Sri Satchidanandendra Saraswati Swamiji (5 January 1880 – 5 August 1975) was the founder of the Adhyatma Prakasha Karyalaya in Holenarasipura, Hassan district, Karnataka, India. Born as Sri Yellambalase Subbarao, he worked as a school teacher in the Indian state of Karnataka. He gave many lectures and wrote many articles on the Vedanta in English, Kannada and Sanskrit.
Satchidanandendra Saraswati was a philosopher who dedicated all his life for the Vedanta sAdhana and attained brahma-j~nAna. He was known as a jIvanmukta sage. He was the best example of a Sanskrit saying, “One should spend one’s life until sleep and until death only in Vedantic contemplation”. (Wikipedia)
Heart of Shri Shankara Swami Satchidanandendra, translated by A. J. Alston. A detailed consideration of what Shri Shankara said about the nature of ignorance, and other views. A translation of a work by Shri Swami Satchidanandendra first published in 1929 under the title Refutation of Root Ignorance or The Heart of Shri Shankara. It considers the philosophical view that there is a ‘root-ignorance’ that ‘creates’ the phenomenal world and which in some sense really exists. The Swami sets out to show that this view arose among Advaitins after Shri Shankara and is contrary to his true teaching.
Q: As I work through the Brahma Sutras, and having read Alston’s ‘Shankara on Rival Views’, I have a nagging concern that all of the refutation of alternate theories is too self-contained. What I mean is that much of it seems like a straw-man setup, where Shankara defines his opponent’s views for them and then shreds those views. The objections are being written by the same author that is refuting those objections. I would like to find texts that carry the debate outside of the closed circle, so to speak. Say, for example, a Buddhist took exception to those refutations and wrote a compelling argument against them, and then a traditional Swami responded in kind. Are you aware of any more modern works along these lines? In particular, I would like to see Shankara’s logic analyzed by a scholar and compared to our modern updated view of logical argumentation, etc.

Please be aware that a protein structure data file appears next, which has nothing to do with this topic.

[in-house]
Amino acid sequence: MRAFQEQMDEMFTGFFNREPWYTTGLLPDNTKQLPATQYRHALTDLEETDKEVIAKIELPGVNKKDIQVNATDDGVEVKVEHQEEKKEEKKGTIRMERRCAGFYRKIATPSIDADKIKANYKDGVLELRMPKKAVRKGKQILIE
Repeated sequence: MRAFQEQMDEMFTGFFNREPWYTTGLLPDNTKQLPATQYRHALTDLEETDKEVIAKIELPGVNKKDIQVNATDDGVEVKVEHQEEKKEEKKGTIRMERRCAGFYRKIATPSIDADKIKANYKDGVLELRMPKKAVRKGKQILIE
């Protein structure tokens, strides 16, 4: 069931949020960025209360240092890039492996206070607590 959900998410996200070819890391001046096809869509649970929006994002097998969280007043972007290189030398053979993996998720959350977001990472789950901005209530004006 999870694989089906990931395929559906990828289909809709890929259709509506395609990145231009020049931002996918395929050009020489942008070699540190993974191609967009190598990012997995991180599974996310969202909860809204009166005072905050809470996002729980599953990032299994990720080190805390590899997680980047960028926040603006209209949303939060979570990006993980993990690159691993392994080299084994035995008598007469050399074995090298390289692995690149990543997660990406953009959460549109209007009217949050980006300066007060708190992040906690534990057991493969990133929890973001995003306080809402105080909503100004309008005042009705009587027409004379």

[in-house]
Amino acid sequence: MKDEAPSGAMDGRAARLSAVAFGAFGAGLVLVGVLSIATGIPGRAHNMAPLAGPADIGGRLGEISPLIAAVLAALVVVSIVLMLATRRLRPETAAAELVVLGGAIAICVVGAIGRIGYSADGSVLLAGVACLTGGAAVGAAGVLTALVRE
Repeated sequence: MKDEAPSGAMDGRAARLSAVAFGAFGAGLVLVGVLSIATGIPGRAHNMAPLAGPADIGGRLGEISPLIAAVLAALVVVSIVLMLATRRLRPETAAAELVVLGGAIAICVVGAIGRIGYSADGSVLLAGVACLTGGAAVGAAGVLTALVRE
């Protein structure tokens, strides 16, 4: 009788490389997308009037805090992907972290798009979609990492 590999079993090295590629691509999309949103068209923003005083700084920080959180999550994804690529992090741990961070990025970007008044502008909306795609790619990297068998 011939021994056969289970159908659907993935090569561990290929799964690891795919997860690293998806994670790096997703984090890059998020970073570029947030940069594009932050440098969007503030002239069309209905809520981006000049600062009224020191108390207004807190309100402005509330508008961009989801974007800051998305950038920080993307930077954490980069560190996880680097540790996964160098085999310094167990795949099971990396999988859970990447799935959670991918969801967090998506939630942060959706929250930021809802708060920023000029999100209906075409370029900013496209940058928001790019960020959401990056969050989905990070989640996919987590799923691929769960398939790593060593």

A: Are you sufficiently certain of the Advaita stance on all issues that you would want to look at critical appraisals? I haven’t come across any easy work that deals with these. If you are studying Brahmasutras now, there is a version which is fairly readable and actually occasionally funny (in a superior, knowing sort of way), which looks at the other commentaries and interpretations. It’s called ‘The Brahmasutras and their Principal Commentaries: A Critical Exposition’ by B. N. K. Sharma. It’s in 3 volumes and almost certainly very expensive in the west. You can probably get it cheaper from India, though. Another book which I haven’t looked at is ‘A Critique of Vedanta’ by L. V. Rajagopal. It looks at the three Vedantic schools and applies Whitehead’s approach to philosophy to critically analyze them (so says the book cover!) It looks like a very serious read to me! The other book which might interest you is SSS’s (Satchidanandendra) book ‘The Method of the Vedanta: A Critical Account of the Advaita Tradition’. It looks at pre and post Shankara authors and endeavors to establish Shankara’s views as the correct ones. But it is a huge book of nearly 1000 pages and really not terribly readable. It is, however, translated by A. J. Alston so is at least understandable with some effort. But I can’t honestly actually recommend any of these. It’s up to you if you want to give any a try. From what you say, maybe the Rajagopal would serve your needs.
P.S. I have just checked, and the Sharma 3-volume work is available from Amazon.com for US$79.40. (Ridiculously, it is £89.99 in the UK but it is out of stock anyway.) ‘Method of the Vedanta’ is even more expensive (it is a big book!) – US$170.36 from Amazon.com but you can buy for only £20, new, in the UK from Shanti Sadan.
‘A Critique of Vedanta’ is only US$10.33 from Amazon.com.